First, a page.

Friday, July 31, 2009

Modern Japanese Ruins...

If you've been to this li'l blog before, you probably know I love Peter Payne's J-List side blog. He posts something informative and amusing almost everyday, and when I have nothing to tell you myself I can always count on Peter Payne to spark something. Today's entry was no exception, with a fun discussion of Japan's narrow streets and the strange situations this sometimes causes. I get the blog delivered to my inbox and it's one of the very few advertising-related emails I don't send to the junk folder.

However, as much as I enjoyed the blog entry, what really caught my eye was listing below it for "Restocked photobooks of Old Tokyo." Haikyo Hyoryu - Images of Destruction in Japan. Modern ruins. I'm a visual person and fascinated with imagery of decay and decrepitude. I mean, architecturally. Don't link me to any of those websites with disease imagery or gross photos of accident aftermaths, please. I checked out the books on J-List itself and so should you. I don't mean to shill transparently for the company (that's what the ad up top there is for! Shop early, shop often... Christmas is just five months away!), but at the very least check out the photos they've posted.

There's nothing sadder than abandoned amusements meant for children. You know how Toy Story 2 really milks that concept for all it's worth with toys-- the real thing is infinitely more melancholic. The other images are hauntingly beautiful, otherworldly. Some of them literally look like monuments of some long-lost civilization out among the distant stars, one we reached too late in our space-warping starships. While you're at it, look at the book about the nostalgic stairs of Tokyo, too. For the observant, Japan is just a miracle to behold. From the tacky to the sublime, from the ludicrous to the poignant, Japan has it all.

However, I do have to warn you not to scroll down too far. J-List sells some adults-only products and if you keep going? Well, that way lies... nudity! And madness! And bare-assed naked people! Without any clothes on to cover their nakedly nude naked bodies!

Saturday, July 25, 2009

Japanese Professor Creates Baseball-Playing Robots!

It had to happen. My impression of Japan is it's a pretty robot-and-baseball-happy country anyway, so it was only a matter of time before some genius combined these two things into a sort of high-tech Reese's Peanut Butter Cup of fun. Ishikawa Masatoshi (that's Ishikawa-sensei to you and me, Russ) of the University of Tokyo has invented a couple of robots who can pitch and hit.

My favorite part of this article is this little snippet:

Ishikawa is also working on getting the batting robot to be able to hit to all parts of the field.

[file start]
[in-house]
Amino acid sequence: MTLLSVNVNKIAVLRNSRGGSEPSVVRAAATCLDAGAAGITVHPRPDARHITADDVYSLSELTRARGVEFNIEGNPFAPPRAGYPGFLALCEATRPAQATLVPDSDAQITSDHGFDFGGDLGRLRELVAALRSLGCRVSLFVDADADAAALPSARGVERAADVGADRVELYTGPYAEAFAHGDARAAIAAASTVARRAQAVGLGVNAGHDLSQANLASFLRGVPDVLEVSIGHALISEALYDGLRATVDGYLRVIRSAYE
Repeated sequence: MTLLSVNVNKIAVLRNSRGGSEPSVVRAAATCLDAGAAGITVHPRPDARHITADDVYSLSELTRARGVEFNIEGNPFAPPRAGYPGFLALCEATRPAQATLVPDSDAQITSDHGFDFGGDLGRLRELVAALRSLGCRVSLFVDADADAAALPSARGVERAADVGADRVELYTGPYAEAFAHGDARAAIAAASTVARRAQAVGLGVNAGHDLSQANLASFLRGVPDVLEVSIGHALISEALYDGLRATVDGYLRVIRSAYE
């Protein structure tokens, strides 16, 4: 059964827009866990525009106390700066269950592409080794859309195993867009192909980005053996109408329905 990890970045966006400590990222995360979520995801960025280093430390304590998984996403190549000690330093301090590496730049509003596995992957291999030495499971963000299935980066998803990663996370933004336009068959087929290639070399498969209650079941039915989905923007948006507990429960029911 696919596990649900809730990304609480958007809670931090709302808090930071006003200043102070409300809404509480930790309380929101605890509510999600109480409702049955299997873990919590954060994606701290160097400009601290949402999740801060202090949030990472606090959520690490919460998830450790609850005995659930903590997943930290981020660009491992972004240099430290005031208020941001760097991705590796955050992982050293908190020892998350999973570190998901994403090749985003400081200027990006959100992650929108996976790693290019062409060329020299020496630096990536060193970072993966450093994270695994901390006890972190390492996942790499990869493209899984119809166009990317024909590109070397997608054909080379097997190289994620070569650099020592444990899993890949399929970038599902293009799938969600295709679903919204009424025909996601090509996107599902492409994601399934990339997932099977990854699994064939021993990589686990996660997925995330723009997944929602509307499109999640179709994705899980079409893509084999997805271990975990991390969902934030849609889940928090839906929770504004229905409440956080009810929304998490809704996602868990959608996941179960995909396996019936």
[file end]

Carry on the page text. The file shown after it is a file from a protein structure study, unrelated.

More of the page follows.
Good luck, Ishikawa-sensei. The Atlanta Braves tried the same thing with Ron Gant back in the 90s and he was never the same hitter after that. And then he broke his leg.

Wednesday, July 22, 2009

Yet Another Solar Eclipse Flop...

Yesterday, some cosmic joker scheduled a solar eclipse and rain for the same day here in Japan. So instead of seeing the first eclipse visible in this area in 46 years, we saw lots of gloomy clouds and people with umbrellas, which are visible here approximately every 46 minutes. It rains a lot in Japan, in case you don't know. And this has been the story of my life. I remember another washed-out eclipse years ago, when I was in elementary school.

It's probably just as well. A few people in scattered areas enjoyed this rare astronomical treat, but a science magazine and other well-meaning groups distributed 50,000 solar eclipse viewers-- including some with clear lenses. Prior to the eclipse, the Japan Science and Technology Agency issued warnings not to use the defective viewers or risk blindness.

They should have distributed umbrellas!

Tuesday, July 7, 2009

The Old Folk Gather...

A few weeks ago I characterized the crowd outside our school as a lot of bums. And bums there may be, but I've spent the last few days studying them and now I'm forced to admit most of them are the elderly.

They're probably just happy to get out of their houses on these sweltering afternoons we have here in Japan during the summer months. There's no real relief from the heat unless you're willing to turn your A/C on full power and turn your house into a self-contained Siberia, but that's an expensive option. And not as social as lounging about on a bench outside a supermarket, chatting with others your age and socio-economic status and feeding pigeons.

And sometimes playing harmonica.

The shouter-guy seems to have either moved on or else given up his attention-getting antics. Most of the people are wizened little ladies in shapeless, floral-pattern dresses. They sit hunched on the wooden benches in groups and talk about whatever it is little old ladies like to talk about here in Hamamatsu. Or else they just stare. There's always something to see. Pedestrians and bike riders, young people, businesspeople, other elderly people, pigeons and crows scavenging for crumbs. It reminds me of an earlier time I've only read about or seen in movies, when people were more social and gathered in the town center to be part of a community. Old men played checkers in the park and gossiped and old women complained about them.

And it beats sitting home and watching TV all day.